473269 Data-Driven Adaptive Nested Robust Optimization: Modeling Framework and Solution Algorithm for Process Design and Operations Under Uncertainty

Thursday, November 17, 2016: 2:43 PM
Monterey I (Hotel Nikko San Francisco)
Chao Ning, Robert Frederick Smith School of Chemical and Biomolecular Engineering, Cornell University, Ithaca, NY and Fengqi You, Cornell University, Ithaca, NY

Optimization of process systems under uncertainty has attracted wide attention from both academia and industry [1, 2]. A plethora of optimization models and algorithms have been proposed to support decision making in the presence of uncertainty. Recently, adaptive robust optimization (ARO) offers a new paradigm for optimization under uncertainty by incorporating recourse decisions through a sequential decision-making framework [3-6]. However, the traditional ARO approach fails to take full advantage of the information embedded in uncertainty data. It does not take into account the correlation between uncertainty parameters or skewness of uncertainty data, which turn out to have substantial impacts on the ARO solutions. Besides, the traditional ARO is sensitive to outliers, yielding an optimized solution of low quality.

The aforementioned issues are relevant to process industries, in which a deluge of data has been collected and archived [7, 8]. In this work, we propose a data-driven adaptive nested robust optimization (DDANRO) approach for better decision-making from big data. A Bayesian nonparametric model – the Dirichlet process mixture model (DPMM) [9] – is adopted to learn an uncertainty set via a variational inference algorithm [10]. As a nonparametric model, DPMM is able to adjust its complexity to that of data. To be more specific, it utilizes potentially infinite mixtures of Gaussian distributions to characterize data. In this way, DPMM efficiently extracts valuable information from uncertainty data, including correlation and skewness. Following this DPMM approach, we propose a novel data-driven uncertainty set for ARO based on l1 and lnorms. We then integrate the statistical model and adaptive optimization model seamlessly in a four-level optimization framework (a min-max-max-min problem). Additionally, this DDANRO framework, as its name suggests, has two layers of robustness. The outer layer of the DDANRO framework is robust to outliers in uncertainty data. By using the weights of Gaussian components to hedge against outliers, components with smaller weights are “filtered out” as outliers by the outer layer. The inner layer of the DDANRO framework is robust to variations in the remaining – or “clean” – uncertainty data. The resulting DDANRO problem cannot be solved directly by any off-the-shelf optimization solvers due to its multi-level optimization structure. To address this computational challenge, we also propose a tailored column-and-constraint generation (C&CG [11]) algorithm. In this algorithm, each subproblem corresponds to a component of Gaussian mixtures. The algorithm iteratively solves a sequence of master problems and subproblems until the optimality gap reduces to a predefined tolerance.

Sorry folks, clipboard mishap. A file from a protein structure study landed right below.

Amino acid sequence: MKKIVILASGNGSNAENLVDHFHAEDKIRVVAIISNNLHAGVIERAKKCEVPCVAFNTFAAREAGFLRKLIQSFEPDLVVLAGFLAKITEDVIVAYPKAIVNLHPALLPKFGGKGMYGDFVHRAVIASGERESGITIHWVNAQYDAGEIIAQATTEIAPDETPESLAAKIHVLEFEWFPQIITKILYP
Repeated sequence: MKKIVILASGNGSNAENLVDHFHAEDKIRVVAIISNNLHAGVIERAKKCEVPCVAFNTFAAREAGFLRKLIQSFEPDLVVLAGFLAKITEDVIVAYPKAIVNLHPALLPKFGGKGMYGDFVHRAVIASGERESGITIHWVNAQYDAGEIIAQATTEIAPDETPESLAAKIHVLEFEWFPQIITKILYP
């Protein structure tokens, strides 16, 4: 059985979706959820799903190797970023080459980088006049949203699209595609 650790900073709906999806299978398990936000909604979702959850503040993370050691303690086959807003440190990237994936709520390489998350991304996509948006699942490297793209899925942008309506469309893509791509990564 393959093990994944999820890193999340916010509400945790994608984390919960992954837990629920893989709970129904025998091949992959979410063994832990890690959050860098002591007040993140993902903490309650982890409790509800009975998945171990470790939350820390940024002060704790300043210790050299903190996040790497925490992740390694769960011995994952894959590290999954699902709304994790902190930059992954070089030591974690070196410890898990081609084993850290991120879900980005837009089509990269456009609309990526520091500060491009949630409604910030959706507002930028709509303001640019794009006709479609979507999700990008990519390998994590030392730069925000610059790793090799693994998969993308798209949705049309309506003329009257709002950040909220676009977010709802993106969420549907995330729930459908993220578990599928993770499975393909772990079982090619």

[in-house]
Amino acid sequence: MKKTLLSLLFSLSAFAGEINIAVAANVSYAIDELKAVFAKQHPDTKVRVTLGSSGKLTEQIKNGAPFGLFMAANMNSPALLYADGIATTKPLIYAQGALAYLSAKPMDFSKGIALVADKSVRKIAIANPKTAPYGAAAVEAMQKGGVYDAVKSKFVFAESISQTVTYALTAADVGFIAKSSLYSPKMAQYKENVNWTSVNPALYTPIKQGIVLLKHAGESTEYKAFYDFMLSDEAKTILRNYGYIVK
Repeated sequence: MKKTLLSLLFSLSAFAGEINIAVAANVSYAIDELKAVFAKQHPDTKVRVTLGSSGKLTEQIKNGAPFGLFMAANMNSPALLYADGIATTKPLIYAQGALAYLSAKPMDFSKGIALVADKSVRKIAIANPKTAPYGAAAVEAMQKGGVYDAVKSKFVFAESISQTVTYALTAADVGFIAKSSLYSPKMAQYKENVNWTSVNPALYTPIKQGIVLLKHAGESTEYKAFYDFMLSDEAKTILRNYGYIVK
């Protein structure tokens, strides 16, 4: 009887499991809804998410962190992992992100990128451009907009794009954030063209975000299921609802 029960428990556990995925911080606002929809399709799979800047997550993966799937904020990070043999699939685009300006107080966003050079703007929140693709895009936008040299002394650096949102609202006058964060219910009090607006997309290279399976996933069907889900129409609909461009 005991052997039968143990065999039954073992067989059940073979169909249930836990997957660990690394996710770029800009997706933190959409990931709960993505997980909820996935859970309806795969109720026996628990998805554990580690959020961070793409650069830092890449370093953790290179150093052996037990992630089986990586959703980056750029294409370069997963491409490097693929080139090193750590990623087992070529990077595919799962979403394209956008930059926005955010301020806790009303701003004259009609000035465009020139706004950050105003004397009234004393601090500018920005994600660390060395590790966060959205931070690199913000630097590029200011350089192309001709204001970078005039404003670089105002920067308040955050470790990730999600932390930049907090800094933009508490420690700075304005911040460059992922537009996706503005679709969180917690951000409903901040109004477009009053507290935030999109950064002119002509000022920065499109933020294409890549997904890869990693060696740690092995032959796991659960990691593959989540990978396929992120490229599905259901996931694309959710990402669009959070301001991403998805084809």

The proposed modeling framework and solution algorithm are demonstrated using two applications on batch process scheduling [12] and on petrochemical complex planning [13], respectively. In the short-term batch process scheduling problem, processing time uncertainty and demand uncertainty are considered. The real batch processing time data are corrupted with outliers. The traditional ARO treats these outliers in processing time data as worst cases. Consequently, the scheduling strategy obtained from the traditional ARO performs less tasks over the same time horizon. In contrast, our method yields less conservative solutions, which means increased profits from batch processes. In the planning problem, the process network involves 38 processes and 28 chemicals. Both supply and demand are subject to uncertainty. The optimal process designs and process operations produced by our proposed method and the traditional ARO are quite different. In a case, the processes 1, 3, 8, 28 and 32 are planned to be expanded in the traditional ARO solution, while the processes 1, 3, 8, 14, 17, 28 and 32 are chosen to be expanded in the solution of our proposed model. Our proposed approach demonstrates superior performance in terms of net present value (NPV) over the traditional ARO. For example, in a case where product demands are correlated, the NPV of our proposed method is 7.5% higher than that of the traditional ARO.


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[13] F. You and I. E. Grossmann, "Stochastic inventory management for tactical process planning under uncertainties: MINLP models and algorithms," AIChE Journal, vol. 57, pp. 1250-1277, 2011.

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